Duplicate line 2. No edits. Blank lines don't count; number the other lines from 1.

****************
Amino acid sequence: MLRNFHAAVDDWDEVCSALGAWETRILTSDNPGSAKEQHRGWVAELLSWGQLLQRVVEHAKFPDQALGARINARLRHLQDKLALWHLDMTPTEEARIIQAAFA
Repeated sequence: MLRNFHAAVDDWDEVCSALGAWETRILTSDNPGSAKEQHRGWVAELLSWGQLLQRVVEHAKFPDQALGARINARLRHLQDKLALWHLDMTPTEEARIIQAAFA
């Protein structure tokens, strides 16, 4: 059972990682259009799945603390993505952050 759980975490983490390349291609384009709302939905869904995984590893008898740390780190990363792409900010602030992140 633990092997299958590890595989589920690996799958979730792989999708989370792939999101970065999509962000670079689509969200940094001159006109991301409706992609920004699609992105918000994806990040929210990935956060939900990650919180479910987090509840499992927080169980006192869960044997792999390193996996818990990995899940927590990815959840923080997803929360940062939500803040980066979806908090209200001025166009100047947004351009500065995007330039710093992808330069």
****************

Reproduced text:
Repeated sequence: MLRNFHAAVDDWDEVCSALGAWETRILTSDNPGSAKEQHRGWVAELLSWGQLLQRVVEHAKFPDQALGARINARLRHLQDKLALWHLDMTPTEEARIIQAAFA